Lynne Jonell is the author of the novels Emmy and the Incredible Shrinking Rat, Emmy and the Home for Troubled Girls, and The Secret of Zoom, as well as several critically acclaimed picture books. Her books have been named Junior Library Guild Selections and a Smithsonian Notable Book, among numerous other honors. Born in Little Falls, Minnesota, Jonell grew up in a suburb of Minneapolis. She now teaches writing at the Loft Literary Center and lives with her husband and two sons in Plymouth, Minnesota, in a house on a hill.
Minnesota Book Award Acceptance Speech
Hear author Lynne Jonell accept the Minnesota Book Award for the best written children's book in the middle grade fiction category.Share This
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Where did you grow up? I grew up in Richfield, Minnesota, a suburb of Minneapolis.
What is your earliest memory of writing/drawing?
My mother gave me a paper plate and crayons to keep me busy while she did laundry, and I made a mask, and asked her how to spell "tiger".
What inspired you to write/illustrate your first book?
It was just in me to do it, and I couldn't not do it. The minute I was married and out of school and had time to myself, I sat down at the typewriter, put in a sheet of white paper, and typed "Chapter One". That first book didn't go anywhere, of course, nor did the second or the third or the first half of a fourth. But then after that I had some mastery of my craft, and publishers began to pay attention.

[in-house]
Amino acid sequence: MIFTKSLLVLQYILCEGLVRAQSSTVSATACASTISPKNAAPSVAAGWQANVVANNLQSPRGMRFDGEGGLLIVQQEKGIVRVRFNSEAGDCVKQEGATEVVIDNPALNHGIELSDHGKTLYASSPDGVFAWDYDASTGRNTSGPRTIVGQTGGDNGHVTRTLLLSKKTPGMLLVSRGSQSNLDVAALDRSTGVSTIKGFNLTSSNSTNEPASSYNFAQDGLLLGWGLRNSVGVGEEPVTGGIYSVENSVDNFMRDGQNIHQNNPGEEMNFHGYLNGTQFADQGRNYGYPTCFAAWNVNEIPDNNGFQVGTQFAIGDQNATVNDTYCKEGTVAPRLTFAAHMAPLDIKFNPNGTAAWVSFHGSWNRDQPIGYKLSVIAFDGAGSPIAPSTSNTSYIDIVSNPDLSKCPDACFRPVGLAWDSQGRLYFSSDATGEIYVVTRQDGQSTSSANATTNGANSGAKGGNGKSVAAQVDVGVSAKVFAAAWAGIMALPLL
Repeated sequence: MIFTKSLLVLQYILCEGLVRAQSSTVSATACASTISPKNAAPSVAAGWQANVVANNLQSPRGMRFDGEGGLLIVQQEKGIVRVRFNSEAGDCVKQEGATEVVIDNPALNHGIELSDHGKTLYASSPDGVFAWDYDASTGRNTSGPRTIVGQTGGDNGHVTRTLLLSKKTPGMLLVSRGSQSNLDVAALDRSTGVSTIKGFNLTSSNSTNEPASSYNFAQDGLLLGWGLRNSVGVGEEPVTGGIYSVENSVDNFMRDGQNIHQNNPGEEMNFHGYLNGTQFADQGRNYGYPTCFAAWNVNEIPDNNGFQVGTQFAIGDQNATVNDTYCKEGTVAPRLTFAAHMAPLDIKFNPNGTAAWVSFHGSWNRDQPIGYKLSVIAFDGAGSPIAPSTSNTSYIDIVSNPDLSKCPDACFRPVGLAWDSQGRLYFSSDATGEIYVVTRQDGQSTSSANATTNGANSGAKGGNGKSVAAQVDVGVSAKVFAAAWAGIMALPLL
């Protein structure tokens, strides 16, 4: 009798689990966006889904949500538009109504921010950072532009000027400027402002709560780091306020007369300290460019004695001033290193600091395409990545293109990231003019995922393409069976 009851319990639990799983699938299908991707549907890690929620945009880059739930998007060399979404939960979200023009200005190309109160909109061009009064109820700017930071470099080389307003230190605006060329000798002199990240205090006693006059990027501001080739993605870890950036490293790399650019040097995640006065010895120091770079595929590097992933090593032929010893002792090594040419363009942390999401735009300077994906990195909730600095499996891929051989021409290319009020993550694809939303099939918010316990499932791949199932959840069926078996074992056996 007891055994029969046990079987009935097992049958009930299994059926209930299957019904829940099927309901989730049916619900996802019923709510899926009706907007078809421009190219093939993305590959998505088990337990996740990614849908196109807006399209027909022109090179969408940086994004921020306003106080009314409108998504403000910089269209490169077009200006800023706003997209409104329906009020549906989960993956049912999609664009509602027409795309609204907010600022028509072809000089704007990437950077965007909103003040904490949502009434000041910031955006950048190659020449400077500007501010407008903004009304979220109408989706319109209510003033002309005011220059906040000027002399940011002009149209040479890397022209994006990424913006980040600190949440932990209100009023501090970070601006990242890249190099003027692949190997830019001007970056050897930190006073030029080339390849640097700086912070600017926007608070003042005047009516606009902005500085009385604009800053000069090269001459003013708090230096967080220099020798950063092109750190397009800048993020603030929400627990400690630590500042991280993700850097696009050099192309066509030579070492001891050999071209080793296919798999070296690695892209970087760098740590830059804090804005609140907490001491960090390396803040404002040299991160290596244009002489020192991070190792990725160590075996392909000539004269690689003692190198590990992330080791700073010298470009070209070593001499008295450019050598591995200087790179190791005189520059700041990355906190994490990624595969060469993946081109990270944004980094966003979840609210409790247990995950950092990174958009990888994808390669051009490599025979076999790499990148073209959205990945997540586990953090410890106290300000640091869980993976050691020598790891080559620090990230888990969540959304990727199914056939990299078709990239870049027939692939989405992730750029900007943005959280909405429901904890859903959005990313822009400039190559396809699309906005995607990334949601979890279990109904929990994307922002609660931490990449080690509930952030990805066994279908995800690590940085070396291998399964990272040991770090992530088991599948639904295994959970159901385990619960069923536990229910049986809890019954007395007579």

Do you use your childhood as inspiration?
In the sense that my childhood is part of me, yes. But not in the sense of looking back and trying to view my childhood from the outside, or from the perspective of an adult. It's more of an inward thing; that child is still within, and influences all that I do.
What books from your childhood have most influenced your work? What about adult titles?
The fantasy work of E. Nesbit I will be forever indebted to. Other authors that most strongly influenced me were Hilda Lewis (The Ship that Flew), C. S. Lewis (Chronicles of Narnia), T. H. White (The Once and Future King), Roald Dahl (anything at all), Eleanor Cameron (the Mushroom Planet books), Elizabeth Goudge (Linnets & Valerians), Joan Aiken (The Wolves of Willoughby Chase), Elizabeth Enright (everything of hers), Edward Eager (Half Magic and more), Ruth Chew (everything), E. B. White (Charlotte's Web), Susan Cooper (The Dark is Rising), Madeleine L'Engle (A Wrinkle in Time), Astrid Lindgren (Pippi Longstocking) and Anne Holm (North to Freedom).
What are your hobbies and interests besides reading and books?
I love to sail, I love to wander in the woods and near water, and I play the piano a lot, especially when I'm working on a book (pretty much all the time).
What one or two words of advice would you give for young authors?
2) live your own life
3) find out what matters to you
4) write and learn your own style
5) find a good teacher and study your craft
6) don't give up when everyone says "no." Because they will. But eventually they say "yes!"
Lynne Jonell; illustrations by Jonathan Bean
Don't miss the stunning conclusion to this magical middle grade series about a girl with special powers.
Emmy was not an ordinary girl. She could talk to rodents. She could shrink...
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